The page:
Illinois is facing a grim fiscal future, and while there’s plenty of blame to go around, its public pension funds are responsible for a good chunk of the damage. They invested 75 percent in equities, derivatives, and real estate without planning for what would happen if those risky investments underperformed (which they did). As Tia Goss Sawhney at the pension blog WirePoints notes, Illinois’s defense of its 2013 pension reform, now before the state supreme court, fails to acknowledge how foreseeable the funds’ losses were given the risks—recession or no recession. Instead, the state professes to be “shocked, shocked“:
The State’s defense of SB1 [the pension reform] is built around the central argument that everything was under control in 1997 and that the State has no choice but to use police powers to reduce the benefits of current and future retirees because of negative returns in fiscal years 2008 and 2009 – even though the 17 year 7.0% return inclusive of these years is well within the probable range of results for a portfolio with an estimated 8.5% long term return.In defending SB1, neither the State, nor its expert actuary, acknowledge the massive investment risks assumed by large defined benefit pension plans. Instead the State describes the fiscal year 2008 and 2009 market losses and the impact of the losses on the plans that were (and still are) invested 75% in equities, derivatives, and real estate as “extraordinary adverse events”, “large, unforeseen”, “unanticipated and substantial”, “unexpected and unanticipated”, and “unforeseen and unintended”. Supporting the State’s assertions, the actuarial expert categorizes the 2008 and 2009 market losses and their impact as “unexpected and devastating external circumstances”, “significant unexpected developments”, “significant unexpected developments”, and “unexpected and unanticipated effects”.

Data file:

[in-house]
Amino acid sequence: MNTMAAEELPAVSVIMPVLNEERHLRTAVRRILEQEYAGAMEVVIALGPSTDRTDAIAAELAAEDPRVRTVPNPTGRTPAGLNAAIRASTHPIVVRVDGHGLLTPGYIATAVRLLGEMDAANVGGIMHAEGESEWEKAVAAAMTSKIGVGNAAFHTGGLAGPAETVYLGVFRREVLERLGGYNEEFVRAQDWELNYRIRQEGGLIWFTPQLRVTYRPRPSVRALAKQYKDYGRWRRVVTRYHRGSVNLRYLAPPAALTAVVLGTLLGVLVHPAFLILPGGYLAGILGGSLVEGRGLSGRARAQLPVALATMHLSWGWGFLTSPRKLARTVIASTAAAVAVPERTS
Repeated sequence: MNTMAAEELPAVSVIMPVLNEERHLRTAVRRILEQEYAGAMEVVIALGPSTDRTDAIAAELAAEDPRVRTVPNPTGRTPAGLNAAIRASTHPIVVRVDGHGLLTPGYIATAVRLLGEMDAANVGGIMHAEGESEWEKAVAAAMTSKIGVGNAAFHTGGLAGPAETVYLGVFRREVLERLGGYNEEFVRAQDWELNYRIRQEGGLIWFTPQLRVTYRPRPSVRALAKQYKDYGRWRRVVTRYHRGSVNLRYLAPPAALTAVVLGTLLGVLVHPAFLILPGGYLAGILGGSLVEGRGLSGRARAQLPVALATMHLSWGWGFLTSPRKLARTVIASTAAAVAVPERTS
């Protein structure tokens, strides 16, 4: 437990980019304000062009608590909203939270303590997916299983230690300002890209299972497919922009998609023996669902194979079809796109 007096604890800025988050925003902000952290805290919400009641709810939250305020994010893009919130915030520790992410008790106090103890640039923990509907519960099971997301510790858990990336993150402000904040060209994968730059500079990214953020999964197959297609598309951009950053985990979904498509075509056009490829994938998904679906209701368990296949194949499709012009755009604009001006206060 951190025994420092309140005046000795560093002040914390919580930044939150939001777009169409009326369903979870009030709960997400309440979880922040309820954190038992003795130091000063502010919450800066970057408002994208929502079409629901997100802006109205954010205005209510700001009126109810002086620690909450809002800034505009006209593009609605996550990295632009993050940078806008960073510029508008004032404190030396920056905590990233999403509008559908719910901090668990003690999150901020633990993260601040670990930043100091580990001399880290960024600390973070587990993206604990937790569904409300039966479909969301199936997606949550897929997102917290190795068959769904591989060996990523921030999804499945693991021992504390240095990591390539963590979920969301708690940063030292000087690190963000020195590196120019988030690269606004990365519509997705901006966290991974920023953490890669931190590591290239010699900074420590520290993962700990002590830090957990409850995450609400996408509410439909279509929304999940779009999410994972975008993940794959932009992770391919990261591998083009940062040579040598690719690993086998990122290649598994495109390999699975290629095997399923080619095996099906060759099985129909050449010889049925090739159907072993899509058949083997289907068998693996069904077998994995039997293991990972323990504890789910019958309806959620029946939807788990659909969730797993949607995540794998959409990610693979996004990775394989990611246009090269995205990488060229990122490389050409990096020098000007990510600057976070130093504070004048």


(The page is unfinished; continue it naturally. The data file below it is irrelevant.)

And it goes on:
There was gambling going on at Rick’s café and Illinois knew it:
These statements are at best misleading. The possibility of a significant market downturn resulting in market losses for a portfolio invested 75% in equities, derivatives, and real estate was and is foreseen, anticipated, and expected. And although the 2008 and 2009 fiscal year impact was substantial and somewhat extraordinary, the impact, when bundled with 15 other years of returns, it not extraordinarily adverse compared to other possible long-term results. The financial impact is devastating because the State knowingly took risks that it was not prepared to absorb. The State continues to take the same risks.
The casino is still open for business. Until states start accurately assessing the risks they take, and passing on the ones that are simply too high, reformers will only be rearranging the chairs at the blackjack table.